Design and production of GFP and VEGFC mRNAs
mRNAs were produced as previously described using T7 RNA polymerase (Megascript, Ambion) on linearized plasmids encoding codon-optimized mouse Vascular Endothelial Growth Factor C (pTEV-muVEGFC-A101) and green fluorescent protein (pTEV-GFP-A101). mRNAs were transcribed to contain 101 nucleotide-long poly(A) tails56. One-methylpseudouridine (m1Ψ)-5′-triphosphate (TriLink) instead of UTP was used to generate modified nucleoside-containing mRNA. RNAs were capped using the m7G capping kit with 2′-O-methyltransferase (ScriptCap, CellScript) to obtain cap1. mRNA was purified by Fast Protein Liquid Chromatography (FPLC) (Akta Purifier, GE Healthcare), as described57. All mRNAs were analyzed by agarose gel electrophoresis and were stored frozen at −20 °C.
LNP formulation of Poly(C), GFP, and VEGFC mRNAs
Poly(C) (Sigma-Aldrich), m1Ψ-containing GFP, and murine VEGFC-encoding mRNAs were encapsulated in LNPs using a self-assembly process in which an aqueous solution of mRNA at pH = 4.0 is rapidly mixed with a solution of lipids dissolved in ethanol58. LNPs used in this study were similar in composition to those described previously58,59, which contain an ionizable cationic lipid (proprietary to Acuitas)/phosphatidylcholine/cholesterol/PEG-lipid (50:10:38.5:1.5 mol/mol) and were encapsulated at an RNA to total lipid ratio of ~0.05 (wt/wt). They had a diameter of ~80 nm as measured by dynamic light scattering using a Zetasizer Nano ZS (Malvern Instruments Ltd, Malvern, UK) instrument. mRNA-LNP formulations were stored at −80 °C at a concentration of mRNA of 1 μg/μl. All mRNA-LNP formulations for this study were provided after rigorous quality control (size and integrity) to avoid batch-to-batch variations.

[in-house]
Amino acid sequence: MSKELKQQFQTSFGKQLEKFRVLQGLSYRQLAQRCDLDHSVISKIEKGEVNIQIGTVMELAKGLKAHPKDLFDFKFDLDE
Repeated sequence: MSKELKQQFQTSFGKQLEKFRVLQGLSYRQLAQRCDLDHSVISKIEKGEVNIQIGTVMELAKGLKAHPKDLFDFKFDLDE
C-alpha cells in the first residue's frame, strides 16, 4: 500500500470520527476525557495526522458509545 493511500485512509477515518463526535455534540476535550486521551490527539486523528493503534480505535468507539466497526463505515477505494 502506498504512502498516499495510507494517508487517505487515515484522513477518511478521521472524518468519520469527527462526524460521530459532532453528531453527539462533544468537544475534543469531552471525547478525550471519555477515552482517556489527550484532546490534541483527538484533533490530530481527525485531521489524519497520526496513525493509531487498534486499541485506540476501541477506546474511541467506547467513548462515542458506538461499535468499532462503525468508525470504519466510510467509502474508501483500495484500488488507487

In vitro experiments
HEK293T cells (300,000 cells) were cultured for 24 h and then transfected with 1 μg of Poly(C), GFP, or VEGFC mRNA-LNPs by adding them to the serum-free culture medium. GFP expression of GFP mRNA-LNP transfected cells were visualized by a DMI 6000B Leica fluorescent inverted microscope (acquisition was performed using LAS X Software (Leica) 22.214.171.12468). At different time points after 1 µg of Poly(C), GFP or VEGFC mRNA-LNP treatment of HEK293T cells, the supernatant of the samples were harvested and the cells were lysed in RIPA Lysis Buffer (Thermo Fisher Scientific) supplemented with protease and phosphatase inhibitors, as described previously60.
Monitoring in vivo lymphatic growth in experimental mice